“In space, no one can hear you scream.” Terror in isolation is just as bone-chilling now just as it was in 1979 when the phrase appeared in the trailer for this sci-fi horror classic. 42 years later, those eight words still have frightening power in them. Just imagine it: A life-or-death struggle in the vacuum of space with no one to hear you, let alone help you.
While these films have evolved over the years (most notably into a more traditional, military action flick in the beloved 1986 sequel), the series is still best regarded as the foundation for sci-fi horror for both the 20th and 21st centuries.
The first four movies in arguably the greatest movie franchise to ever blend science fiction and horror — Alien (1979), Aliens (1986), Alien 3 (1992), and Alien: Resurrection (1997) — are the movies you need to stream before they all leave HBO Max on March 31.
In Ridley Scott’s Alien, Sigourney Weaver stars in the iconic role of Ellen Ripley, a crew member aboard the cargo ship Nostromo. A routine shipment mission through space is interrupted by a distress call to a desolate planet. The scouting crew, rebellious to Ripley’s orders to quarantine, return with a deadly parasite — known throughout the franchise and fandom as the “xenomorph.”
Ripley survives, but the horror is far from over. Thus begins a multi-film saga where the franchise’s protagonist somehow wakes up decades later, only for more aliens to reign terror.
The unholy acid-blooded creatures who chase and seek Ripley were chiefly designed by surrealist Swiss artist H. R. Giger, whose nightmarish aesthetic is a mix of mechanical, sexual, and macabre imagery. There’s even a term for it: Gigeresque. What makes the Gigeresque “Xenomorph” so special, though, is how it not only innovated in the then-rarely explored realm of sci-fi creature horror, but how its uncomfortably erotic aesthetic has ridiculous commercial appeal.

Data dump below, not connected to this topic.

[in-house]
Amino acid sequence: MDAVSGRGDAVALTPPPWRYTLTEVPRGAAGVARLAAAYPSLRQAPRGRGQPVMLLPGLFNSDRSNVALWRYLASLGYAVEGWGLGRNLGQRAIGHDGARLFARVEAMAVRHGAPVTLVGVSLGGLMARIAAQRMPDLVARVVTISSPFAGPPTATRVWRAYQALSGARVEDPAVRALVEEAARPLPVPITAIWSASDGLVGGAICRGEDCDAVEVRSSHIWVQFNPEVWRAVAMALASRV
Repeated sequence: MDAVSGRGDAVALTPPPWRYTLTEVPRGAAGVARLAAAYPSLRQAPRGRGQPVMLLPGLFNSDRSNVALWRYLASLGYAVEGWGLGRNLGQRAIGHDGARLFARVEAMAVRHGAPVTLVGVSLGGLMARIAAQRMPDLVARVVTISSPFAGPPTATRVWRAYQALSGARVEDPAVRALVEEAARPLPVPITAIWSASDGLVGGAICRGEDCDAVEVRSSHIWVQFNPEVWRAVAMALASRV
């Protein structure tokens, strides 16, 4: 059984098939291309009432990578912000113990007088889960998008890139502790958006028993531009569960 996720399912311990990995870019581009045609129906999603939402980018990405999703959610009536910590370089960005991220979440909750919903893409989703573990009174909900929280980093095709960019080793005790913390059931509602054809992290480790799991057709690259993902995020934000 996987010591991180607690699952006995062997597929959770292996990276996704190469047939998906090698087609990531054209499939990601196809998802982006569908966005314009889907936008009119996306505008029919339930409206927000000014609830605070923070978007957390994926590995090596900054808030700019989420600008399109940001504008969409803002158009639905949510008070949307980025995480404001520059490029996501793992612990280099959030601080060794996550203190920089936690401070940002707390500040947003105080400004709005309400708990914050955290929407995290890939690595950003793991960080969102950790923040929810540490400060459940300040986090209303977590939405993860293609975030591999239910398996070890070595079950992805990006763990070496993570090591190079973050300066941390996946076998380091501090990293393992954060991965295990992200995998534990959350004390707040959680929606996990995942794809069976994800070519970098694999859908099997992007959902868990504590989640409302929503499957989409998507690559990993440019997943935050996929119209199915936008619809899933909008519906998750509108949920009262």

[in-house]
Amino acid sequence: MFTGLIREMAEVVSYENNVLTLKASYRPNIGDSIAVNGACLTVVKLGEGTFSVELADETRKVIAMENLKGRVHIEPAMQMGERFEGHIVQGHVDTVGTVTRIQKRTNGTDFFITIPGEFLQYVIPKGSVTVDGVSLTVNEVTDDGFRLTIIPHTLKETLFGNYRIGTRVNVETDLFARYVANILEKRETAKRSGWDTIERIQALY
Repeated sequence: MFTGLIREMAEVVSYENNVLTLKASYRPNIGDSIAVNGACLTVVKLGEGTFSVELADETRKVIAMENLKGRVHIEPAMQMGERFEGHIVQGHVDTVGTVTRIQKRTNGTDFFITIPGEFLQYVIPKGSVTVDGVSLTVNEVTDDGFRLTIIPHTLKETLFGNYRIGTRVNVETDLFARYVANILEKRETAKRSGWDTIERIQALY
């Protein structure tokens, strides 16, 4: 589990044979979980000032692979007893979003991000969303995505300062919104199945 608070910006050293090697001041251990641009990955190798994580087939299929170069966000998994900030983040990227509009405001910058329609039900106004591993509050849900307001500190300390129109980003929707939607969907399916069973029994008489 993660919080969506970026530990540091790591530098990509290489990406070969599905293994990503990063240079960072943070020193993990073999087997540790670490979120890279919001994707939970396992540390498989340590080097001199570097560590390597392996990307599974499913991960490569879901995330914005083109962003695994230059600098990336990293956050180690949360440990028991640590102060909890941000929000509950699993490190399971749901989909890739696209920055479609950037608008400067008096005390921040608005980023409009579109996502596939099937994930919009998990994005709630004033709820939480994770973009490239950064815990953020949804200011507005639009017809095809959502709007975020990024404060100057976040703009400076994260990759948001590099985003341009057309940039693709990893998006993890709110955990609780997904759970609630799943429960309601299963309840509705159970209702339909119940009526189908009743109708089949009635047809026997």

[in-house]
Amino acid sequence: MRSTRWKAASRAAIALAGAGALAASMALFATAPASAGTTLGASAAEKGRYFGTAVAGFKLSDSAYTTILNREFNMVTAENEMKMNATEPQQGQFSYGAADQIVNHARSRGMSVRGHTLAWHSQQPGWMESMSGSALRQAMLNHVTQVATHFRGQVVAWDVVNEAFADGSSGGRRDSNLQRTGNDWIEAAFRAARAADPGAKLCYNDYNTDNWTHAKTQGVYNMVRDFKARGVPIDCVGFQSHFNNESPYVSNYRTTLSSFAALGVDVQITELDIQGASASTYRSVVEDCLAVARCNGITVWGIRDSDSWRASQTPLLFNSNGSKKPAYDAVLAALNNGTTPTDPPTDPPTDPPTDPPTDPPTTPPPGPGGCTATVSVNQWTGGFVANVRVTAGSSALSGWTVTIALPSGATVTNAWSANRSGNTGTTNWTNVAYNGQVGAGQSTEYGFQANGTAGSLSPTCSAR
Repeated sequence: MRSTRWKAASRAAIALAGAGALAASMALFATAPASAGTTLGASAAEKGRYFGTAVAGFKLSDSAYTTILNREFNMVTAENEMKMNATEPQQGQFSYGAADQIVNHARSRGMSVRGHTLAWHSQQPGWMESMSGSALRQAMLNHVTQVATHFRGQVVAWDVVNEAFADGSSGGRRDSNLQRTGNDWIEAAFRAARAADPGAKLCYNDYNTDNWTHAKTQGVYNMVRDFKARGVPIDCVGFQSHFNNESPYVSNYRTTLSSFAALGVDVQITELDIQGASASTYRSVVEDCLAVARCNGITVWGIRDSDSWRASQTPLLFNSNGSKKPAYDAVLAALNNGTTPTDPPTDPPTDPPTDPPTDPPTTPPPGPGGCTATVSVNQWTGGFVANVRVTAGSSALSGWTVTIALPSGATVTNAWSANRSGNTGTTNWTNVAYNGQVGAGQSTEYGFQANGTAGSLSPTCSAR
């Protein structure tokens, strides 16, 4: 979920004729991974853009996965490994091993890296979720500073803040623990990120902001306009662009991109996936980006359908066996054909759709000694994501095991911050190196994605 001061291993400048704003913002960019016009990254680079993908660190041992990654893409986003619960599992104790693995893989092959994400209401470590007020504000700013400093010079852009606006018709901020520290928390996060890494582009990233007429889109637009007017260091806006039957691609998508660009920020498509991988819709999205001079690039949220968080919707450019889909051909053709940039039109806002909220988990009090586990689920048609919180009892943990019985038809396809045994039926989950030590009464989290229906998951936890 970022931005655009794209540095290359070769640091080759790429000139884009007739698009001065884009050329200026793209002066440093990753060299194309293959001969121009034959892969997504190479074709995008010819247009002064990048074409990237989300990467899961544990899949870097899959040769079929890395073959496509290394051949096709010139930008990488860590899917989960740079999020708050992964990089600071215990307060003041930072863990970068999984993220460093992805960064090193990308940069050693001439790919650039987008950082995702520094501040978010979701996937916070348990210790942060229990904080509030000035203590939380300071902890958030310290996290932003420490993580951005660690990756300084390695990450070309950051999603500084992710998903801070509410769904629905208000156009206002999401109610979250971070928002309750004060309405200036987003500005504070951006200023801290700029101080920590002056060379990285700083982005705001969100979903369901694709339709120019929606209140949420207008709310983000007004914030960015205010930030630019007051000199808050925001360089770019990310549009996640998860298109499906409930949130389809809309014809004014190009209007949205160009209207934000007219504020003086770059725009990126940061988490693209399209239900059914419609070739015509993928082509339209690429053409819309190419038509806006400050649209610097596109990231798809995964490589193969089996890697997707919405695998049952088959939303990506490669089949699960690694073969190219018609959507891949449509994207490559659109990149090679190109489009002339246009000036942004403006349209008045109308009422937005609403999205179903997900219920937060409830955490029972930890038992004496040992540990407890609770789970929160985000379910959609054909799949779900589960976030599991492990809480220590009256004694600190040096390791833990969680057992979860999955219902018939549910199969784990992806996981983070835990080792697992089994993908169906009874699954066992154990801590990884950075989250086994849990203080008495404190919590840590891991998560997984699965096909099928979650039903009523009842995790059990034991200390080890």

Alien was built on strong foundations, still standing over 40 years later thanks to Ridley Scott’s killer directing, a smart story of survival by writers Dan O’Bannon and Ronald Shusett, impossibly timeless production design by Michael Seymour (nominated for Best Art Direction at the 1980 Oscars), and a top-tier actress like Weaver (also Oscar-nominated, albeit for her work in the sequel) playing what was then a still-novel female genre protagonist. When Alien opened in 1979, horror movies had only just begun the “Final Girl” archetype with films like Texas Chain Saw Massacre (1974) and Halloween (1976).
Despite the unnerving nature of Giger’s designs (think: Satan but with an ‘80s punk phase), the Alien franchise is one of the most commercial film series in existence. These movies have grossed a combined billion dollars at the box office, while tie-in products like Alien action figures, keychains, video games, socks, and breakfast cereals are easy to find on Amazon. The xenomorph is a skin in Fortnite, and Disney is producing a new Alien TV series for FX with Fargo showrunner Noah Hawley. The world recognizes something in Alien, as if it’s rooted in our DNA.
But Alien has become more than its symbolism. As a series, it’s undergone a level of genre evolution few other film sagas ever have. The 1986 sequel Aliens by James Cameron is an adrenaline-fueled full-throttle action movie that eschewed the intimate violence of the first film. Alien 3, directed by David Fincher (who had such a nasty experience with 20th Century Fox that he disowned the movie in 2009) is a flawed but worthy allegory to the systemic abandonment of those suffering from the AIDS epidemic. Alien: Resurrection, considered the lesser of all four films, is ... well, look, it really is the worst one. But it’s still worth checking out.
But it all goes back to Alien, a movie that looks and feels as if it were made yesterday. More than 40 years later, Alien is still a giant in the science-fiction and horror space and is simply a fantastic movie, period. In space, no one can hear you scream. But in quarantine, your neighbors might.